Originally, unlike in other jurisdictions, the purpose of a moratorium in Switzerland was not necessarily to continue doing business, but rather to find a better way to liquidate a company; however, this has changed as a result of the COVID-19 crisis. There is now another type of moratorium under Swiss law (although probably only until 20 October 2020), which is intended to promote restructuring.
The general view in Switzerland is that cryptocurrencies are intangible assets sui generis and as such can be subject to regular debt enforcement and insolvency proceedings in Switzerland (provided that these cryptocurrencies have a financial value). This article highlights the particularities to be considered when cryptocurrencies are the target of an attachment procedure (ie, a freezing order) in Switzerland.
The recent insolvency of German-Swiss cryptocurrency mining venture Envion AG inevitably begs the question of how cryptocurrencies should be treated in debt enforcement and insolvency proceedings. Further, the fact that cryptocurrencies have a number of particularities which distinguish them from other asset categories raises numerous questions relating to (for example) the seizure, attachment and liquidation of cryptocurrencies from a Swiss insolvency law perspective.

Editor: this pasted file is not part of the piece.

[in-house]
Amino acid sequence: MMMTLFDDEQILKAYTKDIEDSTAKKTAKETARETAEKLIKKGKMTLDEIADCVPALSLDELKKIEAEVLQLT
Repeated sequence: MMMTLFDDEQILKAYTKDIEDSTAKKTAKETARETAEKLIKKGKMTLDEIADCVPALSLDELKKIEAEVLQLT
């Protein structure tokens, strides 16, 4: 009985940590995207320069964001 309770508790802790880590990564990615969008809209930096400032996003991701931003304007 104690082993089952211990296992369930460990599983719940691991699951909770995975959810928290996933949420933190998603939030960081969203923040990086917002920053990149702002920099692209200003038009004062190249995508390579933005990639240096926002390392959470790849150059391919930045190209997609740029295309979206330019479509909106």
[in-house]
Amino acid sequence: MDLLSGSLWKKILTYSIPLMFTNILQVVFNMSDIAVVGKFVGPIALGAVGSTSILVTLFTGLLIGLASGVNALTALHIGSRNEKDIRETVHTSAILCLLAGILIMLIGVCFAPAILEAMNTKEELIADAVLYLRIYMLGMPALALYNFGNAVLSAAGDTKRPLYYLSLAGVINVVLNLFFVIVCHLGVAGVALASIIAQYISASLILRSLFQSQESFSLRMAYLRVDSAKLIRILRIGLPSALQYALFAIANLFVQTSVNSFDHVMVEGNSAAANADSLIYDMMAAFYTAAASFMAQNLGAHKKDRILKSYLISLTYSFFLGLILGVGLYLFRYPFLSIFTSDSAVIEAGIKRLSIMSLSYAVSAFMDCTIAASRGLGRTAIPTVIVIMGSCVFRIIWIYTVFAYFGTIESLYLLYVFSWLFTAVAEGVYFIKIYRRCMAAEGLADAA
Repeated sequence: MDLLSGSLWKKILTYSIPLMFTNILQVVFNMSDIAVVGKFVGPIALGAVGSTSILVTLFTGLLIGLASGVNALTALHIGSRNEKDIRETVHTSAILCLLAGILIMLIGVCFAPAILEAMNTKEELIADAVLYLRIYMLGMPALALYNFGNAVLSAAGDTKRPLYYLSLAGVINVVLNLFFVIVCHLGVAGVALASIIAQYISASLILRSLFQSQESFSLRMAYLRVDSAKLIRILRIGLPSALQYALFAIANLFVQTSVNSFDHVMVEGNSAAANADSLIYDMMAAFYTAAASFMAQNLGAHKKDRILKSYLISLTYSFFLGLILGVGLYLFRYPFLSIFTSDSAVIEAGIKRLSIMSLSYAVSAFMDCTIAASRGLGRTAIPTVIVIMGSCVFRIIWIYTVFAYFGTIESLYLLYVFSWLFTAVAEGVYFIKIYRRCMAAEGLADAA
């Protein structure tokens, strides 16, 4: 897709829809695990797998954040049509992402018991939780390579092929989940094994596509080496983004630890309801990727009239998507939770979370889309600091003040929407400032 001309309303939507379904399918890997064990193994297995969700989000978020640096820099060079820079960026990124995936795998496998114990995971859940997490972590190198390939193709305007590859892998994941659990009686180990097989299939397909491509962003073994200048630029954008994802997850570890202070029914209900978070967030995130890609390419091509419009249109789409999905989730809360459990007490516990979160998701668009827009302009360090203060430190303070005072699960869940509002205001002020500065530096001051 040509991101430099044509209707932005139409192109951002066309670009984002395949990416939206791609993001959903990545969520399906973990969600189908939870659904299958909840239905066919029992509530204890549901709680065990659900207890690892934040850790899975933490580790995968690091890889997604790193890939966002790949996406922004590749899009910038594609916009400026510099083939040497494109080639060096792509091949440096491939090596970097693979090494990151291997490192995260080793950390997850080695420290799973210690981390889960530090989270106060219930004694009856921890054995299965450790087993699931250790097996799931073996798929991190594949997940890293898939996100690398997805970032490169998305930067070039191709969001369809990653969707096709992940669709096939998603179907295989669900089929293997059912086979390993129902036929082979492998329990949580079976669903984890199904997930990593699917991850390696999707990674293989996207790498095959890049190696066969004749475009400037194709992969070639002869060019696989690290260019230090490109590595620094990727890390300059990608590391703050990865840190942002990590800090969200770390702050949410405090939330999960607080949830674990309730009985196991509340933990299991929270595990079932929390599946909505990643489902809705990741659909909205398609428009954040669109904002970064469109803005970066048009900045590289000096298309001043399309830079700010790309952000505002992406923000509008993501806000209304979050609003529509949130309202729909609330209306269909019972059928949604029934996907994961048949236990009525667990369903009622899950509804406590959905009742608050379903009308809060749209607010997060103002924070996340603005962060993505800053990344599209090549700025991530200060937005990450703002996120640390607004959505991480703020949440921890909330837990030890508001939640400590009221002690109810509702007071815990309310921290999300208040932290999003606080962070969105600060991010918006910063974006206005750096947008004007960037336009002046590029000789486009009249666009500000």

In June 2018 the House of Representatives narrowly voted to support a bill which proposes additional protection from claw-back actions for creditors which grant loans that are pre‑approved by an insolvency administrator. While the next steps in the legislative process are unclear, the House of Representatives will likely reopen the debate on this bill in its next session in Summer 2019.
A number of revisions to the Private International Law Act and the Debt Enforcement Bankruptcy Act recently entered into force. The revisions aim to improve and facilitate the recognition and enforcement of foreign bankruptcy rulings and enhance protection against unjustified debt enforcement proceedings. Significantly, Swiss law now recognises foreign bankruptcies opened at the bankrupt's seat, registered office or centre of main interest.